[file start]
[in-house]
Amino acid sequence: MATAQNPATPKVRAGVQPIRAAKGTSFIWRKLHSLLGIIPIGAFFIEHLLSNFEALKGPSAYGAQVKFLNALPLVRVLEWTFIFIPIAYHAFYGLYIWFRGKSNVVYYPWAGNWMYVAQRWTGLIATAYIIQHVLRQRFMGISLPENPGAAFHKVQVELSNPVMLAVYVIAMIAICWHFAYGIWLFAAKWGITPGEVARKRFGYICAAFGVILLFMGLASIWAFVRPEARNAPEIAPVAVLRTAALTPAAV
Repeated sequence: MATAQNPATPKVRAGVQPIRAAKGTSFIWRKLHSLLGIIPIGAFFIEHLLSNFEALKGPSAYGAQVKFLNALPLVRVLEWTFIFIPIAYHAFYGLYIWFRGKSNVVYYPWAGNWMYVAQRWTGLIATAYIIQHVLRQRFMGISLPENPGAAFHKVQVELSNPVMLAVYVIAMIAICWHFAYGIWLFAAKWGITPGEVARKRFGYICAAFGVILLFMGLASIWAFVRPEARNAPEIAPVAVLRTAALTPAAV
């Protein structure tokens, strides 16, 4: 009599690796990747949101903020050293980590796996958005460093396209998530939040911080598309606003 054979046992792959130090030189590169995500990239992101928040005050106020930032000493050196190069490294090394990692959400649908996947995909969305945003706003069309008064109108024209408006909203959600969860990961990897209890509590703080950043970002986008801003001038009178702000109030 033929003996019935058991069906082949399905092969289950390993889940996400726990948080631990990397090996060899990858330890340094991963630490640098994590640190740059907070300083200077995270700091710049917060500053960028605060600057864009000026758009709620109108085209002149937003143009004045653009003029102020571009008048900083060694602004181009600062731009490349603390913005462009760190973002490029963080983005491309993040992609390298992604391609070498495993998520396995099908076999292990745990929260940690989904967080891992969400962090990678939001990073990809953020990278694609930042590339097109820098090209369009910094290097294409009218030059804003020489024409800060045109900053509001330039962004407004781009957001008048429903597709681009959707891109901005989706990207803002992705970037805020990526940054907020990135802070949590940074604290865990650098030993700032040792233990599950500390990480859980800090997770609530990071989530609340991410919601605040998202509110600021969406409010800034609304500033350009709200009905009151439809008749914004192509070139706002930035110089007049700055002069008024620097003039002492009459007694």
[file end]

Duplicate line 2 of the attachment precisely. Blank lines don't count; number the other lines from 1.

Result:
Amino acid sequence: MATAQNPATPKVRAGVQPIRAAKGTSFIWRKLHSLLGIIPIGAFFIEHLLSNFEALKGPSAYGAQVKFLNALPLVRVLEWTFIFIPIAYHAFYGLYIWFRGKSNVVYYPWAGNWMYVAQRWTGLIATAYIIQHVLRQRFMGISLPENPGAAFHKVQVELSNPVMLAVYVIAMIAICWHFAYGIWLFAAKWGITPGEVARKRFGYICAAFGVILLFMGLASIWAFVRPEARNAPEIAPVAVLRTAALTPAAV